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Farmers and ranchers coalition formed

MINNEAPOLIS -- Today, a new rural coalition announced its support of the Employee Free Choice Act as an important step towards rebuilding the middle class: Farmers & Ranchers for Employee Free Choice. The coalition represents more than 125,00...

MINNEAPOLIS -- Today, a new rural coalition announced its support of the Employee Free Choice Act as an important step towards rebuilding the middle class: Farmers & Ranchers for Employee Free Choice. The coalition represents more than 125,000 individuals in 30 states and includes the League of Rural Voters, the Federation of Southern Coopera-tives/Land Assistance Fund, the National Family Farm Coalition, and other organizations with a stake in the future of rural America. Citing the fact that workers struggling to make it on rock bottom wages can't afford to buy the products that farmers and ranchers grow, raise and sell, the group says it's time for Congress to take action on wages by passing the Act.

"Without better wages and working conditions that are offered through union membership, it's impossible for American workers in rural and urban areas to afford decent food, hous-ing, or to create wealth in their communities," says Ralph Paige, Executive Director of the Federation of Southern Cooperatives / Land Assistance Fund. The coalition's Web site, Re-memberTheMiddleClass.com, includes a petition to Congress and a direct link for those who want to send a message to their U.S. Senator or Representative. An e-mail message campaign will help the coalition reach rural voters in states where Congressional support is critical.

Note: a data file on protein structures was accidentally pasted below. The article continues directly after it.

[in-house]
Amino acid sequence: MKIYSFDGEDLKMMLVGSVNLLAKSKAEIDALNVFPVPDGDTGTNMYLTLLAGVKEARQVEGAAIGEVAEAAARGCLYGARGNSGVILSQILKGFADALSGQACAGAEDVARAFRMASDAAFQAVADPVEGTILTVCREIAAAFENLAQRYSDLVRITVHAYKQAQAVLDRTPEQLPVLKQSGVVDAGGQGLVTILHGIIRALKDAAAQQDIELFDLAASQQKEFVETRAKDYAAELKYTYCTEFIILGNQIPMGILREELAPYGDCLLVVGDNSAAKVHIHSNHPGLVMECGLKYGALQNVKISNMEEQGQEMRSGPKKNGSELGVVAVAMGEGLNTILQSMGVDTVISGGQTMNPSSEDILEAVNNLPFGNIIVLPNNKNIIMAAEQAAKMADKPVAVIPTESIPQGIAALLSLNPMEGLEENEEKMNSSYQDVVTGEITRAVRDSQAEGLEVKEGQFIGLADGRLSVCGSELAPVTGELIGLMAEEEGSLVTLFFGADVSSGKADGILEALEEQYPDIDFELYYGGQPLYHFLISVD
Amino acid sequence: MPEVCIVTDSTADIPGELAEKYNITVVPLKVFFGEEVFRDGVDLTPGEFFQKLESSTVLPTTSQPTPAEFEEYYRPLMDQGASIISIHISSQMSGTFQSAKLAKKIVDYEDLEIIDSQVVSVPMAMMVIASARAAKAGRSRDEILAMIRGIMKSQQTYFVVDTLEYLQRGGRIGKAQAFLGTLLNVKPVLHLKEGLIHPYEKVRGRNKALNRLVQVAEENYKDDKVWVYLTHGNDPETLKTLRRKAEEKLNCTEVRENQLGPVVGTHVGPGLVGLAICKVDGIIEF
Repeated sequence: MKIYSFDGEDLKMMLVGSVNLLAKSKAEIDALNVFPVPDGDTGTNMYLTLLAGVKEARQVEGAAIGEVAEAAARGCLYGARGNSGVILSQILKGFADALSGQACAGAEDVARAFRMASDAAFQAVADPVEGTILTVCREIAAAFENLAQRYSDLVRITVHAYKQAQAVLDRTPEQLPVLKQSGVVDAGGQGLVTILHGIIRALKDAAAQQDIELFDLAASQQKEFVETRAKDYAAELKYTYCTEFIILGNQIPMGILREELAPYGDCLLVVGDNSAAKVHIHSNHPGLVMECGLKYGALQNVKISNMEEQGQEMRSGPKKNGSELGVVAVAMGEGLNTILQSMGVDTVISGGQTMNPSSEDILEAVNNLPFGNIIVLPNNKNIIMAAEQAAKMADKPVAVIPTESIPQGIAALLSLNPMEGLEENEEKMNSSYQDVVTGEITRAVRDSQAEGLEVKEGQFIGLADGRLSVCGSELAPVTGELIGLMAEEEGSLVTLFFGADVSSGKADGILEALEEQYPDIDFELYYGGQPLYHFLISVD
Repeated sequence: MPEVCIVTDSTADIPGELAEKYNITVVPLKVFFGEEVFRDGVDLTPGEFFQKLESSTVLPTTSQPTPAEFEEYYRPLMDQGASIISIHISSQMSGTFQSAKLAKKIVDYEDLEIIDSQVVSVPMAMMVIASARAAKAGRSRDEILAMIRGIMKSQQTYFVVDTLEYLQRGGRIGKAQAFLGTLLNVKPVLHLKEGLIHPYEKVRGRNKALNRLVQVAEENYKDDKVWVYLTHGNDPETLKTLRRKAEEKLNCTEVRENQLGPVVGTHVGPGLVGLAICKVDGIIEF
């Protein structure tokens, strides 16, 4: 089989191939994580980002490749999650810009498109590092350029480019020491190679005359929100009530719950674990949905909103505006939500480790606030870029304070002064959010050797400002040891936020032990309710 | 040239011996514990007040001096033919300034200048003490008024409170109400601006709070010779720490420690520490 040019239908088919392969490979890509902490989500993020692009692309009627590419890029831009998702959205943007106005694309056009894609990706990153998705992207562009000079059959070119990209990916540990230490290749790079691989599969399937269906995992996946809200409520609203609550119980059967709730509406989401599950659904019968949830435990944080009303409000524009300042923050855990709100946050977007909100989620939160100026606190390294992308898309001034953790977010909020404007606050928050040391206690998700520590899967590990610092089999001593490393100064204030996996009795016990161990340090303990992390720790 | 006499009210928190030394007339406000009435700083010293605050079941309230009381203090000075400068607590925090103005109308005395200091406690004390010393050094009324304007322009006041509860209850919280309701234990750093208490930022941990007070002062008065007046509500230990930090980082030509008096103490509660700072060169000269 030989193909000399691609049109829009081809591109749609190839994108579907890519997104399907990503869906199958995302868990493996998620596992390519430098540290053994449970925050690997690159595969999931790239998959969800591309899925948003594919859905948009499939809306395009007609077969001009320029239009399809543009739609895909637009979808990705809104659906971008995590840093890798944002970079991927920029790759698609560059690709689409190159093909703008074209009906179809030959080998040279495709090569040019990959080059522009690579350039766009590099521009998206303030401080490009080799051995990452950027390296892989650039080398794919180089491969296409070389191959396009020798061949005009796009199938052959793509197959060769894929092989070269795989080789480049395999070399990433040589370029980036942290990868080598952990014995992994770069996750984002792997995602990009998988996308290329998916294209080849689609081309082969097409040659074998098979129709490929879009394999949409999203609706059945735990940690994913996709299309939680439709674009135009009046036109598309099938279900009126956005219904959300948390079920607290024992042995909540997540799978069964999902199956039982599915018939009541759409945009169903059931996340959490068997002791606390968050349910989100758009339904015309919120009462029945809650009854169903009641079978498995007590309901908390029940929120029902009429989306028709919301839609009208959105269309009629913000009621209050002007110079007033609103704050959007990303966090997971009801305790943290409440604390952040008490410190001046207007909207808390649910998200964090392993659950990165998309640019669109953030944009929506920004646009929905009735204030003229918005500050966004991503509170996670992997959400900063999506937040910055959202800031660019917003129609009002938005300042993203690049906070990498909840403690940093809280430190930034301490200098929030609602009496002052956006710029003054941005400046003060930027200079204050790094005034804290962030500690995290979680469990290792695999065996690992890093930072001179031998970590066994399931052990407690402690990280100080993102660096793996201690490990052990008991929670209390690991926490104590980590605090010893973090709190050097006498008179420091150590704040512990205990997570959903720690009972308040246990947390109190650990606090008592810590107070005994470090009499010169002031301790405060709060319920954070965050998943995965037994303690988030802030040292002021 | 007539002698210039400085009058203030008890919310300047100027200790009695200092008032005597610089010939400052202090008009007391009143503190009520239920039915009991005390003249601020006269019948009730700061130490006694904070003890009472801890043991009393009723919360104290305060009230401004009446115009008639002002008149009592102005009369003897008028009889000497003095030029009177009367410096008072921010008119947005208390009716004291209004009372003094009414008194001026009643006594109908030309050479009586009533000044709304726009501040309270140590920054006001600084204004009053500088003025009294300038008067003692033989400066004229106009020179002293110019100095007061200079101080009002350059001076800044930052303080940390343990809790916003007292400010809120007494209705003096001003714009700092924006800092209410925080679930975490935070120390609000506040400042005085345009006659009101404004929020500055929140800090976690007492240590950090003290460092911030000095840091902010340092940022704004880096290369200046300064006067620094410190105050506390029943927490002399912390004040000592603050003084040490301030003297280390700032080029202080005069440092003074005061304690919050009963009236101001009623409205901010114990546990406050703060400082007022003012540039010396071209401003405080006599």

Although overall support for the Employee Free Choice Act is growing, "there are some Senators who still say we can't afford the legislation because of our current economic mess," noted Niel Ritchie, Executive Director of the League of Rural Voters. "But they're missing the point. We see the Employee Free Choice Act as an economic stimulus package aimed directly at the middle class."

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“In our industry there aren’t a lot of young people in it. I like the fact that there are a lot of young people in agriculture here,” he said of the Mitchell area.